What is TeachLive?

TeachLive is a fully-funded educational and professional development program that places Australian primary and secondary teachers as research assistants on Earthwatch programs. 

Primary, secondary and specialist school teachers work as research assistants on Earthwatch expeditions, helping scientists with vital data collection, while communicating their experience live back to their students in the classroom via the Teachers Blog and video calling. Students take a virtual scientific expedition with their teacher, providing inspiration, motivation and an opportunity to view their teachers as science role models. 

Objectives of the program

  • Educate teachers and students about Australia’s biodiversity and the importance of conservation 
  • Inspire students to pursue further studies in STEM subjects  
  • Inspire and build confidence of teachers to be scientific role models for their students 
  • Increase the quality of teaching  
  • Encourage teachers to implement biodiversity and conservation projects 

Current TeachLive opportunities 

Protecting Wetlands for the future

In this unique Professional Development opportunity you will be working as a research assistant, helping to protect mangroves and our Great Barrier Reef by collecting data in valuable mangrove ecosystems, as they face increasing pressure from human impacts. You will inspire your students in STEM and geography, by teaching them “live” from the field through blogs uploaded to our website and opportunities to video call your class from the field.

Update Friday 5th August - unfortunately, we are now unable to run this program in 2022 and will instead field in 2023.
For existing applicants, information and application details will be sent for the 2023 round.
For those who missed out, we will open applications here again in 2023. 

For more information, download our flyer here.

Bush Blitz TeachLive

Bush Blitz TeachLive is a FULLY FUNDED Professional Development opportunity. Successful applicants will have a unique opportunity to assist scientists to document plants and animals, and discover new species, as part of the world’s first continent-wide biodiversity survey. The teachers will also share their experiences with their students through blogs on our website.

The next expedition is to Fowlers Bay, South Australia in November/December 2021. Open to South Australian teachers only.

Applications NOW OPEN, click here to apply before the closing date of Monday 13 September.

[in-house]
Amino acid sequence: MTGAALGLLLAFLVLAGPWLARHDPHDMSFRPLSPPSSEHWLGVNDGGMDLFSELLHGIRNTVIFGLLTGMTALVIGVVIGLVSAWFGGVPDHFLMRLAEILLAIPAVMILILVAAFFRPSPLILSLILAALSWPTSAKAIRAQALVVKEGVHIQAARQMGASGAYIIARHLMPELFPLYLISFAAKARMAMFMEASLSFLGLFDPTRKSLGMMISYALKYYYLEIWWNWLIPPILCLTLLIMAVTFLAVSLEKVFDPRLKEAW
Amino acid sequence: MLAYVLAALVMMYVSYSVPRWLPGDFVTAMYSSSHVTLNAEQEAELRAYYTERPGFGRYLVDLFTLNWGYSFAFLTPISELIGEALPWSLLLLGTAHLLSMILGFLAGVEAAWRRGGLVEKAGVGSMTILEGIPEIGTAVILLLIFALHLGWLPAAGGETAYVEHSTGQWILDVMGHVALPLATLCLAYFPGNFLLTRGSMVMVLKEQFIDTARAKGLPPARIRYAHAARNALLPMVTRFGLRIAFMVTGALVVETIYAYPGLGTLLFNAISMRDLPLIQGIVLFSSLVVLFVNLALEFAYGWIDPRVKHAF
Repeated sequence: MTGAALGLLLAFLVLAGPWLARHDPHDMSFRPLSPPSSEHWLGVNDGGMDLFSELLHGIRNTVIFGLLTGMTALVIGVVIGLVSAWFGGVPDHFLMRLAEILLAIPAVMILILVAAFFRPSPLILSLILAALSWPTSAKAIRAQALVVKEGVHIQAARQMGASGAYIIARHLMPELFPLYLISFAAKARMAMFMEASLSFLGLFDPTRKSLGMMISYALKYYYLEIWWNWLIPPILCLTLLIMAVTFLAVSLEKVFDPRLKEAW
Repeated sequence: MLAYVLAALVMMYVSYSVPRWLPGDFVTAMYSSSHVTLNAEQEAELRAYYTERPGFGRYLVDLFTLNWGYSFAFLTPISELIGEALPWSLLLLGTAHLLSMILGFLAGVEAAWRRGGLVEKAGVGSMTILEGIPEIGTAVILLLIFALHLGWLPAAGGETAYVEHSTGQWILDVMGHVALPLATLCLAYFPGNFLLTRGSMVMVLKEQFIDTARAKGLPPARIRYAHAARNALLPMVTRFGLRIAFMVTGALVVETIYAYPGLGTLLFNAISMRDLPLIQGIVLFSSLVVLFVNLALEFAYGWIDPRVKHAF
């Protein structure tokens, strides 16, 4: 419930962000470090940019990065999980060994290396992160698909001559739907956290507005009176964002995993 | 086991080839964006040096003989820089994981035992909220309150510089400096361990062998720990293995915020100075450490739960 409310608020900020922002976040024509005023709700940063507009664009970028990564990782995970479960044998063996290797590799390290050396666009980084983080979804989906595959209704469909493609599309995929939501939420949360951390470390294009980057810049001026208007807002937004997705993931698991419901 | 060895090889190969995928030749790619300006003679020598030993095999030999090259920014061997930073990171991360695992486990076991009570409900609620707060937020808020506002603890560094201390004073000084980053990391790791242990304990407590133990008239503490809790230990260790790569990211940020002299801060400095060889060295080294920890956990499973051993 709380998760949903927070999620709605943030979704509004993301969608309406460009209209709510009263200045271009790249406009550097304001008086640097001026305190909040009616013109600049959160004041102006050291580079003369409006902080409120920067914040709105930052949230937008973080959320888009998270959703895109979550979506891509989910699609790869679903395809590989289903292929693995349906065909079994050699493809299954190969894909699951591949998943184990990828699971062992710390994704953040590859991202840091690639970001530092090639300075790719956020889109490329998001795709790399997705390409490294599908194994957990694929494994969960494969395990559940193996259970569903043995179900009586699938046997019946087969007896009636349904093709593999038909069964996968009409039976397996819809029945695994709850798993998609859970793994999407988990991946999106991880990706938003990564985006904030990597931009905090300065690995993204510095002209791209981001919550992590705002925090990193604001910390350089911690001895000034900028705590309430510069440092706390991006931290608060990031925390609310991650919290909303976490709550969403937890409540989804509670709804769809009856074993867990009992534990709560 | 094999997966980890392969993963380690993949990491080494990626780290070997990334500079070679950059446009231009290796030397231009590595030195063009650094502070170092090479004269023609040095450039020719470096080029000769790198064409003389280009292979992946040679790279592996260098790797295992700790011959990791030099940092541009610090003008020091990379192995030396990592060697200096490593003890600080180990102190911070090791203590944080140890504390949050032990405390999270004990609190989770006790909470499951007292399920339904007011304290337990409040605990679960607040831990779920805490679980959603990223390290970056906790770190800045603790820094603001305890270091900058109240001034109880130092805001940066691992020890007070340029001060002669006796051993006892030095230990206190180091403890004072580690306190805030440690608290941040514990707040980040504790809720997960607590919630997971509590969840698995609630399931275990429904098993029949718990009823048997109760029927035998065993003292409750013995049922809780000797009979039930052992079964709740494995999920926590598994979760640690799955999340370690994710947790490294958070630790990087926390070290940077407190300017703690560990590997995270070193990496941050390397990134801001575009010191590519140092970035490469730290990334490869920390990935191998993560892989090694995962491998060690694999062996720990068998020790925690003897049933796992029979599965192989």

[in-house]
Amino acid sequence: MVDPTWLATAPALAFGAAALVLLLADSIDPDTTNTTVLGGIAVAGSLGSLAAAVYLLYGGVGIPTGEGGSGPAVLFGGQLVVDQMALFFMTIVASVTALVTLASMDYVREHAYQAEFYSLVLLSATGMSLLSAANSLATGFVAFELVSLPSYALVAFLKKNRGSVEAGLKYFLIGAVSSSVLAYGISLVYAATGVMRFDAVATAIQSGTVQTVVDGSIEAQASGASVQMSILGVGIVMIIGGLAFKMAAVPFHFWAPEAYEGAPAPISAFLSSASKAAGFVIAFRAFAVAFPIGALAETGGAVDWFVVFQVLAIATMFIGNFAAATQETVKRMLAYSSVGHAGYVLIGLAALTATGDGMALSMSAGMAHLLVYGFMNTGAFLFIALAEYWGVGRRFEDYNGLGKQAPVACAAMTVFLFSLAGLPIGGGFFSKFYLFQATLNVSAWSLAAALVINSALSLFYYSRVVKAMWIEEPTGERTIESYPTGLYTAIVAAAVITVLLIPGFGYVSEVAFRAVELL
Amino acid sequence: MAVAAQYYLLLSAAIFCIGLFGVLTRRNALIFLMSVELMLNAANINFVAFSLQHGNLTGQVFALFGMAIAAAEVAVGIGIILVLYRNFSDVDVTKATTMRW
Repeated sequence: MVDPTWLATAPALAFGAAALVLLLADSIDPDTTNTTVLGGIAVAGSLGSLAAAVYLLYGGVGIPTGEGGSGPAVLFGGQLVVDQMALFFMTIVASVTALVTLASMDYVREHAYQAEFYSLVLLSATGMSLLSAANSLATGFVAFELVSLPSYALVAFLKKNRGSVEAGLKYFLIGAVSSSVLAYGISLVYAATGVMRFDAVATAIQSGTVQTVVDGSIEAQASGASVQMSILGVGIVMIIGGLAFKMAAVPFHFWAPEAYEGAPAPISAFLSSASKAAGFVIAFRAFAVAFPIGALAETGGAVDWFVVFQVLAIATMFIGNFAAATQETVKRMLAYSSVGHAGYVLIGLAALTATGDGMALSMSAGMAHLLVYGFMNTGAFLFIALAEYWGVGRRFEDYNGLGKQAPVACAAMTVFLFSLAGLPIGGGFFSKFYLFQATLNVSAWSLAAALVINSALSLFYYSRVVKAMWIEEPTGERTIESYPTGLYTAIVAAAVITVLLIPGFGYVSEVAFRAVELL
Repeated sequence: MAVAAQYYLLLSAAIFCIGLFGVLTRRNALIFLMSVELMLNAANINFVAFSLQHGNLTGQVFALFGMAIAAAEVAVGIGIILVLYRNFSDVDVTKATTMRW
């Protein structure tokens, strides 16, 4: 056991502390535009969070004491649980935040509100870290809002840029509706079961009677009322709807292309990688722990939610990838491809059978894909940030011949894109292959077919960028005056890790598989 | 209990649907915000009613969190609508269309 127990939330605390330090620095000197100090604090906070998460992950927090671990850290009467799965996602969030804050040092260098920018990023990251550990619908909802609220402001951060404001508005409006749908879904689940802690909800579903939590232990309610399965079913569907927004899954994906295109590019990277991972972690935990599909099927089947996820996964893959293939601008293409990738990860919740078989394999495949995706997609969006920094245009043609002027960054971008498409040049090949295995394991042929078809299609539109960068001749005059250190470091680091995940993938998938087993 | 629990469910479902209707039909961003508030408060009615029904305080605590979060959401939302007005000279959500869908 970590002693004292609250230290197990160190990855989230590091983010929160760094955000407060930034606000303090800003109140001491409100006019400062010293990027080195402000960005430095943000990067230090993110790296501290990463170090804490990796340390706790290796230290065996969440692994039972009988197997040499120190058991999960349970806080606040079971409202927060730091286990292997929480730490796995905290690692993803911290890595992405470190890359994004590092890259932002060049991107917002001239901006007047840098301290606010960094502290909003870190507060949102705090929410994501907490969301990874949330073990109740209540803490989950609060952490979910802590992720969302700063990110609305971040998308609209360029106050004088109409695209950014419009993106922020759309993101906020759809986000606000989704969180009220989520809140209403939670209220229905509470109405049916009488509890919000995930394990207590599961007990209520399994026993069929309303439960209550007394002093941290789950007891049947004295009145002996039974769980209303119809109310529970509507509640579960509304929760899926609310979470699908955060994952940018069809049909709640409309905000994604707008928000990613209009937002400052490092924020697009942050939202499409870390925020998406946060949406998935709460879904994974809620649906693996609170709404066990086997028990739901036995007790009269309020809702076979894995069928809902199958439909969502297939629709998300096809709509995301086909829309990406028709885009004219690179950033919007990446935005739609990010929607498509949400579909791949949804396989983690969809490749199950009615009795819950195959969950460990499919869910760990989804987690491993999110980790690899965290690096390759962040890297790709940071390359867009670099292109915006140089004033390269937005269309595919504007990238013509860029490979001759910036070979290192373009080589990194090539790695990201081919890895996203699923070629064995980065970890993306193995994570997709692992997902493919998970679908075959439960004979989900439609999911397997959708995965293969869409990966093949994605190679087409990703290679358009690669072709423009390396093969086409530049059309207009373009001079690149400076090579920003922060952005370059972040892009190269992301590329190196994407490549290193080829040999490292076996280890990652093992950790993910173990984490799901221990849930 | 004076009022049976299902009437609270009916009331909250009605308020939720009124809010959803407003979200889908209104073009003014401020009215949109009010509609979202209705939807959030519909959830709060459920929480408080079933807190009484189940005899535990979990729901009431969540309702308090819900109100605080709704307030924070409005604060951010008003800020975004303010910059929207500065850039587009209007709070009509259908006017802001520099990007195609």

Find out more

View past TeachLive expeditions

Teacher Blog 

TeachLive enables school teachers to work as research assistants on Earthwatch expeditions, helping scientists with vital research and data collection, while communicating their experience live back to their students in the classroom via this blog.

Teacher Blog

TeachLive Impact


  

TeachLive History

2004 
Pilot program begins with Victorian teachers 

2005 
Seven teachers from WA join the Earthwatch expedition Echidnas & Goannas of Kangaroo Island. 

2007 
Teachers from WA teach back to class about whale sharks from Ningaloo Reef. Supported by Woodside Energy. 

2009 
Victorian teacher educates live from the Wildlife of Brazil’s Pantanal expedition. Supported by Victoria Electricity.  

2010 
Victorian teacher educates live from our Project Manta expedition in Queensland. Supported by Lumo Energy. 

2011 
Five Victorian teachers joined scientists from the Chinese Academy of Sciences to help support climate change research in Eastern China’s steamy Zhejiang Province, supported by the Victorian State Government. Fifteen Victorian teachers joined scientists from Edith Cowan University to help protect the native animals of Charles Darwin Reserve in the Western Australian outback.  

2013 
TeachLive began an exciting new phase of the program with the launch of Bush Blitz TeachLive. Bush Blitz is Australia's largest nature discovery project to document the plants and animals in properties across Australia, and five teachers had the amazing opportunity to join the Henbury Station Bush Blitz expedition in the remote Northern Territory outback, where they assisted 15 scientists to discover new species of insects and spiders, as well as healthy populations of desert fish. 

2015 
The Victorian Department of Education and Training provided funding for six Victorian teachers per year over three years to participate in Earthwatch's Snorkelling Australia's Underwater Meadows expedition. 

2017 
Six teachers from across NSW travelled to St Bees Island off the coast of Queensland in the Whitsunday chain of islands, hiking with researchers across the rugged island to better understand how climate change is impacting the wildlife and landscape.